Nearly 93 percent of college-student victimizations happen off-campus, dwarfing on-campus crime—7.1 percent, according to a report from Department of Justice officials who tracked college crime from 1995 to 2002.

Another issue is that college students are still maturing, still coping with the stresses of adulthood. Their college years mark the peak time for experimentation with drugs and alcohol. It can also be the first time mental illnesses such as schizophrenia are detectable: Onset for men is typically between the ages of 16 and 25; for women it's 18 and 25.

Throw a gun into the mix, Pelosi said, and there’s a possibility that will result in serious injury or death.

“Gun-owning college students are more likely than their unarmed counterparts to drink frequently and excessively and, when inebriated, to engage in activities that put themselves and others at risk for life-threatening injury, such as driving when under the influence of alcohol, vandalizing property, and having unprotected intercourse,” according to a 2002 article from the Journal of American College Health.

In addition, the article claimed, having a firearm for protection was also “strongly associated with being threatened with a gun while at college.”

Another potential for danger is through theft: Pelosi argues that dorm rooms are not nearly as secure as gun storage facilities, which can increase the potential for unintentional shootings and domestic violence or threats.

Nearly 1.7 million firearms were reported stolen to the police between 1993 and 2002, according to the Brady Campaign to Prevent Gun Violence. Furthermore, the campaign writes on its website, once a gun is stolen, it is more likely to be used in a crime.

Most stolen weapons are taken from homes and parked cars. Yet in some of the states that allow guns on campus but outline "school safety zones" where weapons cannot be carried, parked cars on school property are often exempt.

Another issue is the potential for accidental shootings or misfires; 91 percent of university presidents surveyed said that that was the greatest disadvantage of allowing concealed firearms on campus. Students aren't thrilled about the idea of guns on campus either—a 2013 report found that 78 percent of students at 15 Midwestern colleges don't want firearms at school.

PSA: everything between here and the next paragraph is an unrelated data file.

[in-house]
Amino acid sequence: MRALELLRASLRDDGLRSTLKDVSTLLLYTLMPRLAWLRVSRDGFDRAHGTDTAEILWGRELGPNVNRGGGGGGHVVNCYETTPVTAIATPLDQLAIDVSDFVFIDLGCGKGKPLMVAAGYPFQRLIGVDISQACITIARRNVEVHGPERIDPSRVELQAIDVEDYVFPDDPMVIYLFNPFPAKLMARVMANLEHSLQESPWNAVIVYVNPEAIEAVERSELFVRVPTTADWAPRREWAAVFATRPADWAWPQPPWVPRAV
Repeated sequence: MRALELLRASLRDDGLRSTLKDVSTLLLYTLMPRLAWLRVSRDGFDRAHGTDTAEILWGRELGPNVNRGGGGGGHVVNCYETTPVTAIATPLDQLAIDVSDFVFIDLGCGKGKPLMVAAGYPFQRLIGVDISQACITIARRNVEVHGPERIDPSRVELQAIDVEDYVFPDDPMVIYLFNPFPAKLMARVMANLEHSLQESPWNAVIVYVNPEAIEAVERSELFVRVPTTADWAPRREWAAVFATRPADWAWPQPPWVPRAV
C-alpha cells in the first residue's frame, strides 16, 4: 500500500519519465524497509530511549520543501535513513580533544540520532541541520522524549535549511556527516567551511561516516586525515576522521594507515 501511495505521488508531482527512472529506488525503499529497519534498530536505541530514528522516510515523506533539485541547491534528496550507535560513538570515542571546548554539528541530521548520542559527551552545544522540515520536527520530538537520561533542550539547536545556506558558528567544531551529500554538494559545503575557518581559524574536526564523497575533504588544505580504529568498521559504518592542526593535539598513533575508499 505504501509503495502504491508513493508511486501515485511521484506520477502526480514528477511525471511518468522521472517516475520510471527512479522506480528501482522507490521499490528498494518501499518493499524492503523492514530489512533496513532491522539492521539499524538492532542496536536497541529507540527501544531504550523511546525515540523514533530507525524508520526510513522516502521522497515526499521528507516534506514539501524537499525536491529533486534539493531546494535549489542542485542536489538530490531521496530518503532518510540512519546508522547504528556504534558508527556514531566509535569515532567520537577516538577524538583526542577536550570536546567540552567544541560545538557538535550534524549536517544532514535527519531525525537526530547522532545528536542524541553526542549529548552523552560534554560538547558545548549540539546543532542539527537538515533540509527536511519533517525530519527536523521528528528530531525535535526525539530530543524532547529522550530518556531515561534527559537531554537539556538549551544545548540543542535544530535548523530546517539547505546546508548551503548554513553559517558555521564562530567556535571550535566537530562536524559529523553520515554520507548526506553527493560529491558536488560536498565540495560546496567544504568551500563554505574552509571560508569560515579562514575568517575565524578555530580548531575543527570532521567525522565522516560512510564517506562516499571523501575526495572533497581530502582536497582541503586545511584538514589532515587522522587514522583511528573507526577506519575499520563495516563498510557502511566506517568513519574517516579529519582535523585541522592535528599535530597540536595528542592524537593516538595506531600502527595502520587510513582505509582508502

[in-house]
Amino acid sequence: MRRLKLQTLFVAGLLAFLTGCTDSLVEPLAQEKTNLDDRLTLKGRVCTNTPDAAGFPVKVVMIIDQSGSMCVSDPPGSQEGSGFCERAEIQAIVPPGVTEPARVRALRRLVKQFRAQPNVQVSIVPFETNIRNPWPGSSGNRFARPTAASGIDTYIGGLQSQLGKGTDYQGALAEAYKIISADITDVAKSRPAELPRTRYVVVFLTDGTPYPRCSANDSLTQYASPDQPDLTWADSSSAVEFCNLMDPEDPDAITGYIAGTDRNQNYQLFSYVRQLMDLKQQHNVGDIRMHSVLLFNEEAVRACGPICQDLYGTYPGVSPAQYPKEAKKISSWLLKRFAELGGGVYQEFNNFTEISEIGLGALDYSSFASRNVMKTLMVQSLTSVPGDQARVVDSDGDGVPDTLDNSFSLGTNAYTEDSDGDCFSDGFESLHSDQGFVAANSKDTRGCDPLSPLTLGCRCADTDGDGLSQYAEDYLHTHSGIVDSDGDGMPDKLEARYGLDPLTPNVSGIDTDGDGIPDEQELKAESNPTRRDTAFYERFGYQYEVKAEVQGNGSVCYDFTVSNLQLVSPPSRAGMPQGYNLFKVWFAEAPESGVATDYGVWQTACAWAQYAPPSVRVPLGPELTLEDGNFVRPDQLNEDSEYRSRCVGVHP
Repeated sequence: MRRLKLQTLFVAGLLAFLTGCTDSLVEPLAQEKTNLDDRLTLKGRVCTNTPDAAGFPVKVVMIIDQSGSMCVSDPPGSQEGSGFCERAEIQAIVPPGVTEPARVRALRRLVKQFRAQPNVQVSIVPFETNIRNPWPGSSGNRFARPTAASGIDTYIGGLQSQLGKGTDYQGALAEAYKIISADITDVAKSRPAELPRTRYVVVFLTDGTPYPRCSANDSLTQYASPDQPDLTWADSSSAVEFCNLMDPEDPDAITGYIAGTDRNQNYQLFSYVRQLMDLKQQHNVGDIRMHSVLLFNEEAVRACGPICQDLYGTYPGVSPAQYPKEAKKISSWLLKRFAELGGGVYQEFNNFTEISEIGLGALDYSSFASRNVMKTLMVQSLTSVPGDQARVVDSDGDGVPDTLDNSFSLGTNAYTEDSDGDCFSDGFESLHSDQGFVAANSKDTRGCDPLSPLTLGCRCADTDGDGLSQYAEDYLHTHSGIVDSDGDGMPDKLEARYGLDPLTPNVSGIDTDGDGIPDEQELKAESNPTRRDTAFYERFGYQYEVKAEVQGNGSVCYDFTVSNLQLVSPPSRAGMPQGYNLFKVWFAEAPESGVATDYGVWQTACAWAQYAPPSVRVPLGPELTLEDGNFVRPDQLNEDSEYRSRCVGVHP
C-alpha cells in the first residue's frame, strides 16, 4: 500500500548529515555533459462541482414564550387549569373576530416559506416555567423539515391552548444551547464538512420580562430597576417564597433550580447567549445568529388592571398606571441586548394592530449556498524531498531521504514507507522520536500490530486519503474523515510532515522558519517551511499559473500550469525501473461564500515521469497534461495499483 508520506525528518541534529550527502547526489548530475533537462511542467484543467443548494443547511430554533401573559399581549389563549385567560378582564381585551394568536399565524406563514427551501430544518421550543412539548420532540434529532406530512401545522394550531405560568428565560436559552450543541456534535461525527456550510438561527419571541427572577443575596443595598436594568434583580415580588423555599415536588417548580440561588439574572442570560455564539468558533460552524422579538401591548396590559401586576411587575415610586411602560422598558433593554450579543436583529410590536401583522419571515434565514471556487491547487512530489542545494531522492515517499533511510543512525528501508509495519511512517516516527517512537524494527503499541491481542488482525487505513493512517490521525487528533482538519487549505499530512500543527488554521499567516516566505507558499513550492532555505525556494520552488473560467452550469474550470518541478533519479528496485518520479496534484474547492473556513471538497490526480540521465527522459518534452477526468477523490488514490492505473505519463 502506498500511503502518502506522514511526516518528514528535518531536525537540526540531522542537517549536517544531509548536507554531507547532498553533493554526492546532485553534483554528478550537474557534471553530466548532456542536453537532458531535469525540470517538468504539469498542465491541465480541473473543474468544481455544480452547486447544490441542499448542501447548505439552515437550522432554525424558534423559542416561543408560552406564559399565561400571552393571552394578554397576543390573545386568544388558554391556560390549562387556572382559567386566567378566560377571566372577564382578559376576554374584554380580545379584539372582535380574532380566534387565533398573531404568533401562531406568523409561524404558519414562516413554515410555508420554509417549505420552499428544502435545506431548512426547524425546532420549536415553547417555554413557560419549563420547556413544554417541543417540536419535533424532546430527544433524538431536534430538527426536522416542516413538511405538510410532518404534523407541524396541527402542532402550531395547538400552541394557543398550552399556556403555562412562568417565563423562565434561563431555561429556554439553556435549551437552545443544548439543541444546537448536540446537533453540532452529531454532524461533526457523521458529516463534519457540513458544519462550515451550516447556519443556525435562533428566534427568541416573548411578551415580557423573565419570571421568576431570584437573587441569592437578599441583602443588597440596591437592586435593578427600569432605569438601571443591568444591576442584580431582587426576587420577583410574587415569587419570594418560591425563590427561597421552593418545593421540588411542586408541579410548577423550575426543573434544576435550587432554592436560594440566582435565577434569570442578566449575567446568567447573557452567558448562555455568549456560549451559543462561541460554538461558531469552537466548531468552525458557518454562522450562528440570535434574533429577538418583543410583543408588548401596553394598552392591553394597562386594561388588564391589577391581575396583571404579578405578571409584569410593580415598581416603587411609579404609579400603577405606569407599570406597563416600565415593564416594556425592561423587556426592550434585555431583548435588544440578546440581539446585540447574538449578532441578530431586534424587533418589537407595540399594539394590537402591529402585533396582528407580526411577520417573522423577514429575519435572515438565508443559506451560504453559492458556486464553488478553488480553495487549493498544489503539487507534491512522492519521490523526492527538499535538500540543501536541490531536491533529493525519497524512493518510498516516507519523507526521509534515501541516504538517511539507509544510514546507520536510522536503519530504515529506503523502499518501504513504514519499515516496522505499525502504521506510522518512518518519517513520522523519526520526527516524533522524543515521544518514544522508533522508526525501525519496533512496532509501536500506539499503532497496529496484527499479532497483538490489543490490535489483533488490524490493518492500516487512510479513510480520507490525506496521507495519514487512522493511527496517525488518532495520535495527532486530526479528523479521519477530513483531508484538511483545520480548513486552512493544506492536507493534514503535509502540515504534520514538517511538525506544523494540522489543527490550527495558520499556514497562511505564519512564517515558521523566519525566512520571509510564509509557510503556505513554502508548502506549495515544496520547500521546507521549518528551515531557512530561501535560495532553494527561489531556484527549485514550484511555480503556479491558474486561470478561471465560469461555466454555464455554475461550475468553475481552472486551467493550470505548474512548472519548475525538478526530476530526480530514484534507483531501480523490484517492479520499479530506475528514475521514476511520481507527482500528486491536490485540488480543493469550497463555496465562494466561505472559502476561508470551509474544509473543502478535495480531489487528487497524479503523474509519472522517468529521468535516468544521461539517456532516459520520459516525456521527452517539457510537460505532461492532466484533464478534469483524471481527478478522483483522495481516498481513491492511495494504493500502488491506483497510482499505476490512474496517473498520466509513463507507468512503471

Accidental shootings occur 40 to 50 times daily, adding up to 19,000 unintentional shootings a year, according to the Centers for Disease Control and Prevention.

However, Mueller said Utah, which is typically viewed as a success story for concealed carry, provides evidence that “concealed-carry firearm violence doesn’t happen” in general.

In late February, officials from universities in Utah told watchdog publication IdahoReporter.com that allowing guns on campus hadn’t caused any problems in the years following the policy’s implementation in 2007.

One public safety official from Utah’s Dixie State College confirmed that there hadn’t been any accidental shootings on campus—but there still have been problems.

These include reports of students threatening or intimating gun violence and students accidentally dropping their weapons. In one incident, a library patron sat on a gun that had accidentally been left on a chair and, not realizing it was real, proceeded to play with it.

“I’m surprised she didn’t start shooting that thing, thinking it was a fake,” the Dixie State official told IdahoReporter.com.

Castro, the UCSB student, understands the dangers of real guns in real students' hands.

“I knew that there had been victims but not who died until the next morning,” Castro said of the Isla Vista shooting. “I knew three of the girls that got shot.”

Of the three, one survived.

Though Castro would have liked to be armed had he encountered Rodger, he finds the idea of having more guns on campus unsettling—in large part because despite the extra hurdles required to get a concealed-carry permit, he believes that it is still too easy to do so.

“I don’t think it would be safe,” Castro said.